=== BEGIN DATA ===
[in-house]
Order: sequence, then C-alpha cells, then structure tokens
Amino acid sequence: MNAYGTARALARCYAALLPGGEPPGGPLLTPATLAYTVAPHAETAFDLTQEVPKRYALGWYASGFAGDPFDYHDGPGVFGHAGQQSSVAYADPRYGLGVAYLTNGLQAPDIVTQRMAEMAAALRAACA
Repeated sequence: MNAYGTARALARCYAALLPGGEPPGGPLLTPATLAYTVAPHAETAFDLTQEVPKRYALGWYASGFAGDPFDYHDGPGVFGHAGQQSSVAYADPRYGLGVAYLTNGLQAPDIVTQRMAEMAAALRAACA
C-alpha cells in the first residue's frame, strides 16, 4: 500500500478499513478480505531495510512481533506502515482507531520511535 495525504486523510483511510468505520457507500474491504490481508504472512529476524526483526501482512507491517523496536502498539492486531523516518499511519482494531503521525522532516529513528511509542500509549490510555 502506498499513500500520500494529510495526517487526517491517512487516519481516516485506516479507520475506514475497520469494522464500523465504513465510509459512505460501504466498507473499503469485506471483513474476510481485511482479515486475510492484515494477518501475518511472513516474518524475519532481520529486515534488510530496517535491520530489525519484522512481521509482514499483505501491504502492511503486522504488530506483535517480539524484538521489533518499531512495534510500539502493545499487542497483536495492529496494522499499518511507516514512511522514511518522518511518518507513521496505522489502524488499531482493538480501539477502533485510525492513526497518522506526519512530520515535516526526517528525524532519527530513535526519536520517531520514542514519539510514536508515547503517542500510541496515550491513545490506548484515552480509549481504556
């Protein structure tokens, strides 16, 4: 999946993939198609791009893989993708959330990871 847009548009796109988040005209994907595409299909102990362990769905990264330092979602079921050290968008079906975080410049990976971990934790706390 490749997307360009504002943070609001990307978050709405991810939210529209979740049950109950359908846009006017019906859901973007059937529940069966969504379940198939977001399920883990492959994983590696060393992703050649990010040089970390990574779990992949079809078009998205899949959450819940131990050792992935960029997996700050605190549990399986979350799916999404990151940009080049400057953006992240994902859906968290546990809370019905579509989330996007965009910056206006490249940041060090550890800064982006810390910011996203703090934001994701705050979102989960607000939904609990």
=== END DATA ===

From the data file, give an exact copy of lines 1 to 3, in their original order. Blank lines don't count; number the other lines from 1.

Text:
[in-house]
Order: sequence, then C-alpha cells, then structure tokens
Amino acid sequence: MNAYGTARALARCYAALLPGGEPPGGPLLTPATLAYTVAPHAETAFDLTQEVPKRYALGWYASGFAGDPFDYHDGPGVFGHAGQQSSVAYADPRYGLGVAYLTNGLQAPDIVTQRMAEMAAALRAACA